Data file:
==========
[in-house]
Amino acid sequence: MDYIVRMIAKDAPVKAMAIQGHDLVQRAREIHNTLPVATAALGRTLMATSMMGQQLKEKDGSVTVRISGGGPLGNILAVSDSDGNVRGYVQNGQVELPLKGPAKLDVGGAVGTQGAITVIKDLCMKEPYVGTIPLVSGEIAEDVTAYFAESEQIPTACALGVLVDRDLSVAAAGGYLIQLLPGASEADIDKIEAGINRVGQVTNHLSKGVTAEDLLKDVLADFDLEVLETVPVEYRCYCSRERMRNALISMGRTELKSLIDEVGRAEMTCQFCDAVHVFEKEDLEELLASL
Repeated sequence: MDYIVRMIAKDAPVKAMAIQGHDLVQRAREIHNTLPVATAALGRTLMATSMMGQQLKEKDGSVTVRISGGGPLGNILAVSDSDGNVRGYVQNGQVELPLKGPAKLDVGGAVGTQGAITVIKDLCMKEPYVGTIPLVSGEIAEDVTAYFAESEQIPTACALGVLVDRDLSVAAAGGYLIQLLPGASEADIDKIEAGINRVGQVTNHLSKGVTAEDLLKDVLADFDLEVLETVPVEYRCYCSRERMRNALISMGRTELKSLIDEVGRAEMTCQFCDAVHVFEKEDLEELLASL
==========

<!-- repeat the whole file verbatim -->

[in-house]
Amino acid sequence: MDYIVRMIAKDAPVKAMAIQGHDLVQRAREIHNTLPVATAALGRTLMATSMMGQQLKEKDGSVTVRISGGGPLGNILAVSDSDGNVRGYVQNGQVELPLKGPAKLDVGGAVGTQGAITVIKDLCMKEPYVGTIPLVSGEIAEDVTAYFAESEQIPTACALGVLVDRDLSVAAAGGYLIQLLPGASEADIDKIEAGINRVGQVTNHLSKGVTAEDLLKDVLADFDLEVLETVPVEYRCYCSRERMRNALISMGRTELKSLIDEVGRAEMTCQFCDAVHVFEKEDLEELLASL
Repeated sequence: MDYIVRMIAKDAPVKAMAIQGHDLVQRAREIHNTLPVATAALGRTLMATSMMGQQLKEKDGSVTVRISGGGPLGNILAVSDSDGNVRGYVQNGQVELPLKGPAKLDVGGAVGTQGAITVIKDLCMKEPYVGTIPLVSGEIAEDVTAYFAESEQIPTACALGVLVDRDLSVAAAGGYLIQLLPGASEADIDKIEAGINRVGQVTNHLSKGVTAEDLLKDVLADFDLEVLETVPVEYRCYCSRERMRNALISMGRTELKSLIDEVGRAEMTCQFCDAVHVFEKEDLEELLASL